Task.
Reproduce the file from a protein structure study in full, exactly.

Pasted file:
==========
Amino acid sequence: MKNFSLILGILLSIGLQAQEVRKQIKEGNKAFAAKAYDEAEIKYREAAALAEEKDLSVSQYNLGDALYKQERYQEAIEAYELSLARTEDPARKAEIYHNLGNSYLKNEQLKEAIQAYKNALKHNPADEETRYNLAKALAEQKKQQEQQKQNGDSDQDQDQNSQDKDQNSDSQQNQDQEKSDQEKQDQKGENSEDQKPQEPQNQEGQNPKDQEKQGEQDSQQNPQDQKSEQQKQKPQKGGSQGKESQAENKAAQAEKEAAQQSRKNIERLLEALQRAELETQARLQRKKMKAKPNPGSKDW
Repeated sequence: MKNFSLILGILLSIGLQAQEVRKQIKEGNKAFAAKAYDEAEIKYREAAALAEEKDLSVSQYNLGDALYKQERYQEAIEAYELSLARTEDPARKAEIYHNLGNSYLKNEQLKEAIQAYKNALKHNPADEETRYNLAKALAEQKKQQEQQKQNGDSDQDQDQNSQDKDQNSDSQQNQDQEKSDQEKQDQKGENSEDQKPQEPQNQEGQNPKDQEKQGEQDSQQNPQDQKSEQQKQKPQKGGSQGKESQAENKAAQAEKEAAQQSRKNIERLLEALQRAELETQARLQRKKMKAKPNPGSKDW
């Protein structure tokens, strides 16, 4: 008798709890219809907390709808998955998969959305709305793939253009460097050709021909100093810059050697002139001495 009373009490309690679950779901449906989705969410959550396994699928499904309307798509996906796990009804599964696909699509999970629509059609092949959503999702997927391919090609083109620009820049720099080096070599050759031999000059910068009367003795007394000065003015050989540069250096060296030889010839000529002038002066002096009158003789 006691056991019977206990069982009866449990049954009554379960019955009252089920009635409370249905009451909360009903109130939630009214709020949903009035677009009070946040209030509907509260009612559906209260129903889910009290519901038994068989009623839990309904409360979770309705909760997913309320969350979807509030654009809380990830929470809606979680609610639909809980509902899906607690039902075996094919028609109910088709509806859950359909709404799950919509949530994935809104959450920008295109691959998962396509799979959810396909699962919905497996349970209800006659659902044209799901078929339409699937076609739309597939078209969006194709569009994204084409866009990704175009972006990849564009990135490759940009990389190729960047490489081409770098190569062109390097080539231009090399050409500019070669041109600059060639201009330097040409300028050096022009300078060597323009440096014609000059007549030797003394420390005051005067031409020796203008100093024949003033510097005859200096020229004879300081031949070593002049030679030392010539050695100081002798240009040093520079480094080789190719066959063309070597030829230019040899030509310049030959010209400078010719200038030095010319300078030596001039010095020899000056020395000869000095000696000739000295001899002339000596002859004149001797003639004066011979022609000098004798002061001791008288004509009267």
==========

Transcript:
Amino acid sequence: MKNFSLILGILLSIGLQAQEVRKQIKEGNKAFAAKAYDEAEIKYREAAALAEEKDLSVSQYNLGDALYKQERYQEAIEAYELSLARTEDPARKAEIYHNLGNSYLKNEQLKEAIQAYKNALKHNPADEETRYNLAKALAEQKKQQEQQKQNGDSDQDQDQNSQDKDQNSDSQQNQDQEKSDQEKQDQKGENSEDQKPQEPQNQEGQNPKDQEKQGEQDSQQNPQDQKSEQQKQKPQKGGSQGKESQAENKAAQAEKEAAQQSRKNIERLLEALQRAELETQARLQRKKMKAKPNPGSKDW
Repeated sequence: MKNFSLILGILLSIGLQAQEVRKQIKEGNKAFAAKAYDEAEIKYREAAALAEEKDLSVSQYNLGDALYKQERYQEAIEAYELSLARTEDPARKAEIYHNLGNSYLKNEQLKEAIQAYKNALKHNPADEETRYNLAKALAEQKKQQEQQKQNGDSDQDQDQNSQDKDQNSDSQQNQDQEKSDQEKQDQKGENSEDQKPQEPQNQEGQNPKDQEKQGEQDSQQNPQDQKSEQQKQKPQKGGSQGKESQAENKAAQAEKEAAQQSRKNIERLLEALQRAELETQARLQRKKMKAKPNPGSKDW
């Protein structure tokens, strides 16, 4: 008798709890219809907390709808998955998969959305709305793939253009460097050709021909100093810059050697002139001495 009373009490309690679950779901449906989705969410959550396994699928499904309307798509996906796990009804599964696909699509999970629509059609092949959503999702997927391919090609083109620009820049720099080096070599050759031999000059910068009367003795007394000065003015050989540069250096060296030889010839000529002038002066002096009158003789 006691056991019977206990069982009866449990049954009554379960019955009252089920009635409370249905009451909360009903109130939630009214709020949903009035677009009070946040209030509907509260009612559906209260129903889910009290519901038994068989009623839990309904409360979770309705909760997913309320969350979807509030654009809380990830929470809606979680609610639909809980509902899906607690039902075996094919028609109910088709509806859950359909709404799950919509949530994935809104959450920008295109691959998962396509799979959810396909699962919905497996349970209800006659659902044209799901078929339409699937076609739309597939078209969006194709569009994204084409866009990704175009972006990849564009990135490759940009990389190729960047490489081409770098190569062109390097080539231009090399050409500019070669041109600059060639201009330097040409300028050096022009300078060597323009440096014609000059007549030797003394420390005051005067031409020796203008100093024949003033510097005859200096020229004879300081031949070593002049030679030392010539050695100081002798240009040093520079480094080789190719066959063309070597030829230019040899030509310049030959010209400078010719200038030095010319300078030596001039010095020899000056020395000869000095000696000739000295001899002339000596002859004149001797003639004066011979022609000098004798002061001791008288004509009267």